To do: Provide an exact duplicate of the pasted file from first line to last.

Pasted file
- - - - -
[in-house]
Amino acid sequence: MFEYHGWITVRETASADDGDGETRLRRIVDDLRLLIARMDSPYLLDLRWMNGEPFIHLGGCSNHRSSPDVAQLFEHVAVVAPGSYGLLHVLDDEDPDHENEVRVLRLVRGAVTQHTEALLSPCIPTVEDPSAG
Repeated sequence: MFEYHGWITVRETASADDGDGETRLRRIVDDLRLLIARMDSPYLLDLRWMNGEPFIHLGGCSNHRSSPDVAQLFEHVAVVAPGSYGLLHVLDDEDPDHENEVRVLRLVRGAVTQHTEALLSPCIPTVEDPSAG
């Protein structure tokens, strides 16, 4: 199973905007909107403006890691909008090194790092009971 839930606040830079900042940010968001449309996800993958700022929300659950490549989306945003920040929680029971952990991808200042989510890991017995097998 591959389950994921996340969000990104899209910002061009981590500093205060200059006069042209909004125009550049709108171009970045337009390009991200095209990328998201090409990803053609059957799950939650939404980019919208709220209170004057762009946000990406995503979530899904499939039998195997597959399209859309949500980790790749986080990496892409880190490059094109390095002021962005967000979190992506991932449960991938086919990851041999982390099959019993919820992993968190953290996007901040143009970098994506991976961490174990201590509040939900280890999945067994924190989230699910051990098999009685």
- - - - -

[in-house]
Amino acid sequence: MFEYHGWITVRETASADDGDGETRLRRIVDDLRLLIARMDSPYLLDLRWMNGEPFIHLGGCSNHRSSPDVAQLFEHVAVVAPGSYGLLHVLDDEDPDHENEVRVLRLVRGAVTQHTEALLSPCIPTVEDPSAG
Repeated sequence: MFEYHGWITVRETASADDGDGETRLRRIVDDLRLLIARMDSPYLLDLRWMNGEPFIHLGGCSNHRSSPDVAQLFEHVAVVAPGSYGLLHVLDDEDPDHENEVRVLRLVRGAVTQHTEALLSPCIPTVEDPSAG
């Protein structure tokens, strides 16, 4: 199973905007909107403006890691909008090194790092009971 839930606040830079900042940010968001449309996800993958700022929300659950490549989306945003920040929680029971952990991808200042989510890991017995097998 591959389950994921996340969000990104899209910002061009981590500093205060200059006069042209909004125009550049709108171009970045337009390009991200095209990328998201090409990803053609059957799950939650939404980019919208709220209170004057762009946000990406995503979530899904499939039998195997597959399209859309949500980790790749986080990496892409880190490059094109390095002021962005967000979190992506991932449960991938086919990851041999982390099959019993919820992993968190953290996007901040143009970098994506991976961490174990201590509040939900280890999945067994924190989230699910051990098999009685």